I’m a person of varied extremes. In a world of gray, I see black and white. I always seem to be too much “this” or not enough “that.” And when I like a thing, it usually becomes an obsession, be it books, pink Starbursts, air hockey, or Precious Moments figurines.
As it happens, after years of not being a very big television viewer, I somehow succumbed to the phenomenon known as “TV binging.” Like all addictions, it started innocently enough. Sure, I was a Netflix subscriber from its beginning, but I mainly used it for movies and documentaries.
However, three years ago this month, on Mother’s Day, my son bought for me season 4 of Breaking Bad, which I’d gotten behind on. Twenty-four hours later, I’d not only watched the whole season, I’d had a revelation. THIS WAS AMAZING AND I’M NEVER WATCHING TV WEEK-TO-WEEK AGAIN. Yo. Instant gratification, bitch.
Before I knew it, in any spare time I had (sleep time included), I was watching any dark TV drama I could scrounge online, Netflix or otherwise. I watched three seasons of Mad Men in a weekend once.
I’d lie and say I was sick, but God help me, I was healthy and happy. Sleep went by the wayside many times, as some shows are easier to stop than others. I even muddled somehow through season 2 of The Wire. Eventually, all I had to show for all my time was a lot of fucking TV trivia, which I am completely shallow enough to brag about.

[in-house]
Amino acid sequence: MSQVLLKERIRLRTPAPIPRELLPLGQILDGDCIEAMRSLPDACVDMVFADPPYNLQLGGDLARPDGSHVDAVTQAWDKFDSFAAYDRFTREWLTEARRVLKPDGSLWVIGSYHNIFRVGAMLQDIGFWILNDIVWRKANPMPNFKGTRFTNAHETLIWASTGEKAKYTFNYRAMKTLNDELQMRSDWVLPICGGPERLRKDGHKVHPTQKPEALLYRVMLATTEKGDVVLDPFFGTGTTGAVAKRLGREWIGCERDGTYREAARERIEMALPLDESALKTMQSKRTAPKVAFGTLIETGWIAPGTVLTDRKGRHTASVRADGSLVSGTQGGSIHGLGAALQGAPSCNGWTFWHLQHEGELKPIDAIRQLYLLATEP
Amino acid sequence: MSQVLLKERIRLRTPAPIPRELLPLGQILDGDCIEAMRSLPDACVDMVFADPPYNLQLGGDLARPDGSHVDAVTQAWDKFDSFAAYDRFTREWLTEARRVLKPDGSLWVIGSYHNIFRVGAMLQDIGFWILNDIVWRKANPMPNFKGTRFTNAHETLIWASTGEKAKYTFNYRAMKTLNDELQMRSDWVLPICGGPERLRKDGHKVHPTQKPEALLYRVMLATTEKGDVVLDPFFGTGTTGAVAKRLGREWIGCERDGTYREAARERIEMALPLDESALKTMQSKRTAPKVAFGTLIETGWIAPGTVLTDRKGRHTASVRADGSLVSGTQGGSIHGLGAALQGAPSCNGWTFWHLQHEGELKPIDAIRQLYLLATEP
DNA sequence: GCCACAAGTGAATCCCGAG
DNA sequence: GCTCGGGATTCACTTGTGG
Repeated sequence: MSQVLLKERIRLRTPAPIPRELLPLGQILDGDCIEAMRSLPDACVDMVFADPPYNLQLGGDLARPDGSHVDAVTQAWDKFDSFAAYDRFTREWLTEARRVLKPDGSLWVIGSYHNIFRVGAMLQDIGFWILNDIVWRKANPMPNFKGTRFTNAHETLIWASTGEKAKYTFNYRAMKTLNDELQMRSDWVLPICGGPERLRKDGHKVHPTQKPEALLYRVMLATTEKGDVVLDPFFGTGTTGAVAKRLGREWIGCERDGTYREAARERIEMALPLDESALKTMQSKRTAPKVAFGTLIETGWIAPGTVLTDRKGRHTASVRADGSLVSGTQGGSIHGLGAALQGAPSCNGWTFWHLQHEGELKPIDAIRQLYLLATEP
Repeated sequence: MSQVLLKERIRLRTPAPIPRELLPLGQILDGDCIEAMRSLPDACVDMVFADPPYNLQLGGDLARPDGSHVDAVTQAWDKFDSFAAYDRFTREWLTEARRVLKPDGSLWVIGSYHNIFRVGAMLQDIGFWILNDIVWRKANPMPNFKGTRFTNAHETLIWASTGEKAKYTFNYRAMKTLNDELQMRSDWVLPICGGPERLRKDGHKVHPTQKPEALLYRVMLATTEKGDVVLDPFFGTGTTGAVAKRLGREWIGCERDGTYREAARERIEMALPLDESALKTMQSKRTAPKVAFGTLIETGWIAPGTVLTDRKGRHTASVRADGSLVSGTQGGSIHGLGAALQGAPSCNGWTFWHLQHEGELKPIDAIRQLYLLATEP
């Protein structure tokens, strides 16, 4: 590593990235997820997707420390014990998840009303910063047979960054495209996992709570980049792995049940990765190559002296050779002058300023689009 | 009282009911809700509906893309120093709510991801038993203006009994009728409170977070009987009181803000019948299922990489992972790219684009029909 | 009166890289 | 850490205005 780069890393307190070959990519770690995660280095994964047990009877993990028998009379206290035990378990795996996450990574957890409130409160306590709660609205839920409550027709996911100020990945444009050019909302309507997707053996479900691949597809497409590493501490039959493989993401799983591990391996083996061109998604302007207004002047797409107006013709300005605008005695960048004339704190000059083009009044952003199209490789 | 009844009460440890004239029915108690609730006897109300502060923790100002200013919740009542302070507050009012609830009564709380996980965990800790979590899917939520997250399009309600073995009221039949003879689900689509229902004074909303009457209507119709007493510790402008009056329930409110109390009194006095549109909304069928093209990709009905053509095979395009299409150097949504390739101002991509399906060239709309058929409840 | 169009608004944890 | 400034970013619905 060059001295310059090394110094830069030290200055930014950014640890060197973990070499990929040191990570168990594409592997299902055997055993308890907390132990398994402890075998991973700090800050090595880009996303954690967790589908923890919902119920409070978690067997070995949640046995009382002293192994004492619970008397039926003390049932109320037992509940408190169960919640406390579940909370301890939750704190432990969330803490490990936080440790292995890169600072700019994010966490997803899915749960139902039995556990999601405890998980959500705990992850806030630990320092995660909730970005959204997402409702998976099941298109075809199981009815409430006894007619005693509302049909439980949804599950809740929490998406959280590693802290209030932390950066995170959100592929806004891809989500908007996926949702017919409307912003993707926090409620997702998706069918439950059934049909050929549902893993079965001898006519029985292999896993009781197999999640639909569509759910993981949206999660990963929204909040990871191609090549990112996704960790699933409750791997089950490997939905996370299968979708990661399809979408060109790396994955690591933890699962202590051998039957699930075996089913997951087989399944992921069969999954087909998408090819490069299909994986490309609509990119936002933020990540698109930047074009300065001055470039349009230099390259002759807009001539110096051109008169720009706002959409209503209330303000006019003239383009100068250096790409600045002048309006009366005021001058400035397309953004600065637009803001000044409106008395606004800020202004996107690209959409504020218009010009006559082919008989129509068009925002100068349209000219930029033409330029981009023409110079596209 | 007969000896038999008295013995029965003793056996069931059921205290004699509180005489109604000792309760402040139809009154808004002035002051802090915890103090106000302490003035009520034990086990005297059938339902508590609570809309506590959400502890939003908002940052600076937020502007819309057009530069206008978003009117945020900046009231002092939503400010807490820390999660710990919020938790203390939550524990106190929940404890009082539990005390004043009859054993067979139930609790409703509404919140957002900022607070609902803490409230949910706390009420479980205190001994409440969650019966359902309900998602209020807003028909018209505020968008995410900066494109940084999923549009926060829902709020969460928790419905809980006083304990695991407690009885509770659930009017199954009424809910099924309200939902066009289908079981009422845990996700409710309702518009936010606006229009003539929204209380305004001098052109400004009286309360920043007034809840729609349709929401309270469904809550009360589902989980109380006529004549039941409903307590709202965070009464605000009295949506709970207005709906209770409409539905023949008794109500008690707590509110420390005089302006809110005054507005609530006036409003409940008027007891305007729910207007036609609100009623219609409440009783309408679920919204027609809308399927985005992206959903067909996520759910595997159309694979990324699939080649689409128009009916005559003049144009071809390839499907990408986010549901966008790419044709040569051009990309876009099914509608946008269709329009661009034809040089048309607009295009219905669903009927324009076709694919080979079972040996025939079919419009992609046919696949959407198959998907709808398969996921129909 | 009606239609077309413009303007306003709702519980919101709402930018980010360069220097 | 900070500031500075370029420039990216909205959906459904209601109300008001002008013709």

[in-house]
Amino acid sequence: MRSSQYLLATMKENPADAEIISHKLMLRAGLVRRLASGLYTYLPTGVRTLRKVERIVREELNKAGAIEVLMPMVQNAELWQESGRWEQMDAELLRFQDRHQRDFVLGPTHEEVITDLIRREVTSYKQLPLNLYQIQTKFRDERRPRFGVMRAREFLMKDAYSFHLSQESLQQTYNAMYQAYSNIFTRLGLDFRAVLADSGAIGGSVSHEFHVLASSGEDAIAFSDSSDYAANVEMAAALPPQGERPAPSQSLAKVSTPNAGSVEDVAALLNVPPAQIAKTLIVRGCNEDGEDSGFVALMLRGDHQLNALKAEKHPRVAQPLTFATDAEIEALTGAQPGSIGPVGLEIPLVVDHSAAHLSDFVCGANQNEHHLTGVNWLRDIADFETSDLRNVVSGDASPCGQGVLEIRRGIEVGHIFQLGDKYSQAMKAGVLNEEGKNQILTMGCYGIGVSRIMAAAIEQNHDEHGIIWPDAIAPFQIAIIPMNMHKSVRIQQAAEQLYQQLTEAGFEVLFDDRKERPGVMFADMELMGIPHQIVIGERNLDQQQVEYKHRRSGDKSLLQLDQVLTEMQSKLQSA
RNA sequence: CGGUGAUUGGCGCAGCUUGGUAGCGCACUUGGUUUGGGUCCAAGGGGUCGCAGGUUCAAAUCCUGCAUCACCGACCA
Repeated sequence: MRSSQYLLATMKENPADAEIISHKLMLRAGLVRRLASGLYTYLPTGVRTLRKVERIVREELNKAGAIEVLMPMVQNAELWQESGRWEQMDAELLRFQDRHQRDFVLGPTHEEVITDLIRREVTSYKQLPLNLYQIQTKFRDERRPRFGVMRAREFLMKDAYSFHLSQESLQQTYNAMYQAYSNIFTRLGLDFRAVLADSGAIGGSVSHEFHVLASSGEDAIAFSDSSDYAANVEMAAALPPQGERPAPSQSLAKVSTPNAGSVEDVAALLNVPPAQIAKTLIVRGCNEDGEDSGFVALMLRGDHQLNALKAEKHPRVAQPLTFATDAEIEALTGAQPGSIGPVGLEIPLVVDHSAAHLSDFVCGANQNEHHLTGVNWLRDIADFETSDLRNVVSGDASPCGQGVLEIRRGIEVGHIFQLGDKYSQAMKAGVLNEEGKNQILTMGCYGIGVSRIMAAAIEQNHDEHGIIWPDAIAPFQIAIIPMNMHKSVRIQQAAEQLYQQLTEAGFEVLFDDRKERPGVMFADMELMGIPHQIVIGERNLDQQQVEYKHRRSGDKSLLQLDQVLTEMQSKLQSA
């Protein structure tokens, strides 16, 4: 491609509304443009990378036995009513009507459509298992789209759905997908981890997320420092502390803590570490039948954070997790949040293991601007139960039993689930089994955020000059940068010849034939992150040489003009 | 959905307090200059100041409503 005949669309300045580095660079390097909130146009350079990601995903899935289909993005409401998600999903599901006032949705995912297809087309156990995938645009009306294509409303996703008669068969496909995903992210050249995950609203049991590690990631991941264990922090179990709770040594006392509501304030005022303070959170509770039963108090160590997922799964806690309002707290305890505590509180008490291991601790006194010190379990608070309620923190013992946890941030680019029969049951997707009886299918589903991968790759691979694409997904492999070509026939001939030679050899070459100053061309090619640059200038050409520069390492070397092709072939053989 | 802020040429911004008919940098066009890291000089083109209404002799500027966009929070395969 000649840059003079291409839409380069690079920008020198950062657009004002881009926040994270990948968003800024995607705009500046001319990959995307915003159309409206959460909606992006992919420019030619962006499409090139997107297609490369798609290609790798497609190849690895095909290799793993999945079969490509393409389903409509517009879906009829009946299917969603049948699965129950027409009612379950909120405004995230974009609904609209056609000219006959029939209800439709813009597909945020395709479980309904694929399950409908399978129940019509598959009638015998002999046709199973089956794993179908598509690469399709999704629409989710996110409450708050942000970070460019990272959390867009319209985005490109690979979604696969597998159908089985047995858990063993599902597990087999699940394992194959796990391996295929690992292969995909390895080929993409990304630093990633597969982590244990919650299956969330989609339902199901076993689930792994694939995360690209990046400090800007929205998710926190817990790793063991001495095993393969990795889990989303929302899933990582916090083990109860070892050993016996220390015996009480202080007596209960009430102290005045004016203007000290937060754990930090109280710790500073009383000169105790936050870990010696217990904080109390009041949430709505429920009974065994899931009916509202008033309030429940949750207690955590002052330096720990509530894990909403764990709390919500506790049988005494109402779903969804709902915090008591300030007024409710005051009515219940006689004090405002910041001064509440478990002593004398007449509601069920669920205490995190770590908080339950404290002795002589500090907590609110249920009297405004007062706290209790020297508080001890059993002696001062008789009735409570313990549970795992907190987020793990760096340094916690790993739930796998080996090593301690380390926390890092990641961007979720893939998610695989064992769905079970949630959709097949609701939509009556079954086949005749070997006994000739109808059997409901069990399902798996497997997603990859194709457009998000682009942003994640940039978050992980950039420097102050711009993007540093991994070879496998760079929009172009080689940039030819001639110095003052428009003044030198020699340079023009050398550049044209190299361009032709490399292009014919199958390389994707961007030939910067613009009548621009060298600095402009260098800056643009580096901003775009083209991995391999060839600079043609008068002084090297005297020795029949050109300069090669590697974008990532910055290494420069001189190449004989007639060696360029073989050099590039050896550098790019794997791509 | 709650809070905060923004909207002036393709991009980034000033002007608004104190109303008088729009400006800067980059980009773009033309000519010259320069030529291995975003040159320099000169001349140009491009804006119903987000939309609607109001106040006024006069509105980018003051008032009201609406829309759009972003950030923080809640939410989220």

At this point, Netflix upped its game. It totally doubled down. It put Dexter online, as well as all the AMC shows, and it started churning out its own amazing shows like House of Cards and Orange Is the New Black.
All I had to show for all my time was a lot of TV trivia, which I am completely shallow enough to brag about.
What was a person like me to do? I had to learn to binge smarter, not harder. It’s taken me three years now to accumulate this knowledge, but if you think you or someone you love may be a TV binger, the following is a list that may help you cope. These are the main lessons I’ve learned being a TV binger:
- Do not watch LOST. Any of it. Just rent a plane and crash it; that takes less time. Pack a polar bear.
- Don’t watch more than eight episodes a day. I gave myself that time limit because I accidentally take on other people’s accents if I’m around them a lot. Side note: This habit is pretty intolerable during Downton Abbey binges.
- Characters you love will have bad, bad things happen to them, and you will definitely take it personally. You will feel feelings. (“I watched Jane die.” Mic drops.)
- Sometimes you might need a cigarette or two after seeing Jax Teller’s bare ass. This goes for men, women, and children.
- Most people like to watch shows as a couple or group, but aw hell naw. I’m not waiting on nobody. Plus, I don’t judge me for watching too much, and I don’t have to answer anyone’s questions.
- There are television actors and writers who are so good that you’ll weep for joy or just for catharsis. Once, I even applauded as I cried.
- The Sopranos is one of the funniest shows ever made, and Quasimodo predicted it as such.
- Do not, under any circumstances, come at the king and miss.
- Almost every TV show has a weak season.
- TV hangovers: Just like any other binge, there is the inevitable coming down. For a few days after I finish a series, not just a season, my head just ain’t right. I have sudden thoughts about the show and leftover emotions to process. I always feel like something tangible has ended — out of real life, not fiction. Not to worry, it always passes.